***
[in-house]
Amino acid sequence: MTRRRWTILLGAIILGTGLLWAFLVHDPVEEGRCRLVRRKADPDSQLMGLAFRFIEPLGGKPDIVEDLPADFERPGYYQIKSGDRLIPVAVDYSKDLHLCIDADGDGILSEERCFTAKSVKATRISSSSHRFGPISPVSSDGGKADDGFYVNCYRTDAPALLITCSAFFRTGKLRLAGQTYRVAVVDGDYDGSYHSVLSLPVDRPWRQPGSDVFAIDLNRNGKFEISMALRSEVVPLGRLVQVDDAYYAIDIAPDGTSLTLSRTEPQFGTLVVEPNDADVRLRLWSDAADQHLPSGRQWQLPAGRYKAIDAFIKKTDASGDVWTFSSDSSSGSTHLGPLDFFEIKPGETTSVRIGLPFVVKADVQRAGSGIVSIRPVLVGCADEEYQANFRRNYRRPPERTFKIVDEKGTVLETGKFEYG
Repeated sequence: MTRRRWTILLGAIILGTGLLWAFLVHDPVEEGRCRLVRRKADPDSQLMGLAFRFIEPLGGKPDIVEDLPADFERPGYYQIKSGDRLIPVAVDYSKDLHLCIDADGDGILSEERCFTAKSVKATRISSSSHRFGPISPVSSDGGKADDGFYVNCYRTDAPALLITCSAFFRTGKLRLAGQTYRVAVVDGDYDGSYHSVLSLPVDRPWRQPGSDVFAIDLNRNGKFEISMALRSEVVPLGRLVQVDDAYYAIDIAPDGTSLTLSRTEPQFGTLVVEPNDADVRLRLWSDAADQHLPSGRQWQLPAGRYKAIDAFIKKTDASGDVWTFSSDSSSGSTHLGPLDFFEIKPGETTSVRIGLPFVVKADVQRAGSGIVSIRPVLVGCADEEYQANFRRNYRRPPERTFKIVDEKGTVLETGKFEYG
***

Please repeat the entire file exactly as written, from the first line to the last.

[in-house]
Amino acid sequence: MTRRRWTILLGAIILGTGLLWAFLVHDPVEEGRCRLVRRKADPDSQLMGLAFRFIEPLGGKPDIVEDLPADFERPGYYQIKSGDRLIPVAVDYSKDLHLCIDADGDGILSEERCFTAKSVKATRISSSSHRFGPISPVSSDGGKADDGFYVNCYRTDAPALLITCSAFFRTGKLRLAGQTYRVAVVDGDYDGSYHSVLSLPVDRPWRQPGSDVFAIDLNRNGKFEISMALRSEVVPLGRLVQVDDAYYAIDIAPDGTSLTLSRTEPQFGTLVVEPNDADVRLRLWSDAADQHLPSGRQWQLPAGRYKAIDAFIKKTDASGDVWTFSSDSSSGSTHLGPLDFFEIKPGETTSVRIGLPFVVKADVQRAGSGIVSIRPVLVGCADEEYQANFRRNYRRPPERTFKIVDEKGTVLETGKFEYG
Repeated sequence: MTRRRWTILLGAIILGTGLLWAFLVHDPVEEGRCRLVRRKADPDSQLMGLAFRFIEPLGGKPDIVEDLPADFERPGYYQIKSGDRLIPVAVDYSKDLHLCIDADGDGILSEERCFTAKSVKATRISSSSHRFGPISPVSSDGGKADDGFYVNCYRTDAPALLITCSAFFRTGKLRLAGQTYRVAVVDGDYDGSYHSVLSLPVDRPWRQPGSDVFAIDLNRNGKFEISMALRSEVVPLGRLVQVDDAYYAIDIAPDGTSLTLSRTEPQFGTLVVEPNDADVRLRLWSDAADQHLPSGRQWQLPAGRYKAIDAFIKKTDASGDVWTFSSDSSSGSTHLGPLDFFEIKPGETTSVRIGLPFVVKADVQRAGSGIVSIRPVLVGCADEEYQANFRRNYRRPPERTFKIVDEKGTVLETGKFEYG